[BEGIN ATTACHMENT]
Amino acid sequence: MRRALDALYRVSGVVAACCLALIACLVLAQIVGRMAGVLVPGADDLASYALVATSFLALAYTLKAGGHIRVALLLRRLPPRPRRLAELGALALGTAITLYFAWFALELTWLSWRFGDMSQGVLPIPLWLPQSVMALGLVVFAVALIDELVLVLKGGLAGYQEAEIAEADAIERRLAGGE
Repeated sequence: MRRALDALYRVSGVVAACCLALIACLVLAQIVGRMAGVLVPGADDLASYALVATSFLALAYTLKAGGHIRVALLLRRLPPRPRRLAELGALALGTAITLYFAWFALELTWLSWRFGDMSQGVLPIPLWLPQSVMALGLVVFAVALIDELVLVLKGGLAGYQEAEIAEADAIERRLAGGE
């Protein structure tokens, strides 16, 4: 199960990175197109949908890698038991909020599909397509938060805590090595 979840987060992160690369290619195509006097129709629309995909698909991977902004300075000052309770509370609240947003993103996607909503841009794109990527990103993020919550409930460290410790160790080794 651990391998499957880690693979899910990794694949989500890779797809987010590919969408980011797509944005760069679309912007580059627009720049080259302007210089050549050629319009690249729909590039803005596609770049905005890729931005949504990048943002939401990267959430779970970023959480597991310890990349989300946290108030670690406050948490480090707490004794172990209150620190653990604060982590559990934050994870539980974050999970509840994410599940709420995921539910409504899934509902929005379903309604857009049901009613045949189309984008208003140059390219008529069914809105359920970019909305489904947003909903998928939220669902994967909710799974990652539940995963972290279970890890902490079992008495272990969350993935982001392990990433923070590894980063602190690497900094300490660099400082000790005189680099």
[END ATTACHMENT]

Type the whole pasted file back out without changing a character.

Amino acid sequence: MRRALDALYRVSGVVAACCLALIACLVLAQIVGRMAGVLVPGADDLASYALVATSFLALAYTLKAGGHIRVALLLRRLPPRPRRLAELGALALGTAITLYFAWFALELTWLSWRFGDMSQGVLPIPLWLPQSVMALGLVVFAVALIDELVLVLKGGLAGYQEAEIAEADAIERRLAGGE
Repeated sequence: MRRALDALYRVSGVVAACCLALIACLVLAQIVGRMAGVLVPGADDLASYALVATSFLALAYTLKAGGHIRVALLLRRLPPRPRRLAELGALALGTAITLYFAWFALELTWLSWRFGDMSQGVLPIPLWLPQSVMALGLVVFAVALIDELVLVLKGGLAGYQEAEIAEADAIERRLAGGE
């Protein structure tokens, strides 16, 4: 199960990175197109949908890698038991909020599909397509938060805590090595 979840987060992160690369290619195509006097129709629309995909698909991977902004300075000052309770509370609240947003993103996607909503841009794109990527990103993020919550409930460290410790160790080794 651990391998499957880690693979899910990794694949989500890779797809987010590919969408980011797509944005760069679309912007580059627009720049080259302007210089050549050629319009690249729909590039803005596609770049905005890729931005949504990048943002939401990267959430779970970023959480597991310890990349989300946290108030670690406050948490480090707490004794172990209150620190653990604060982590559990934050994870539980974050999970509840994410599940709420995921539910409504899934509902929005379903309604857009049901009613045949189309984008208003140059390219008529069914809105359920970019909305489904947003909903998928939220669902994967909710799974990652539940995963972290279970890890902490079992008495272990969350993935982001392990990433923070590894980063602190690497900094300490660099400082000790005189680099």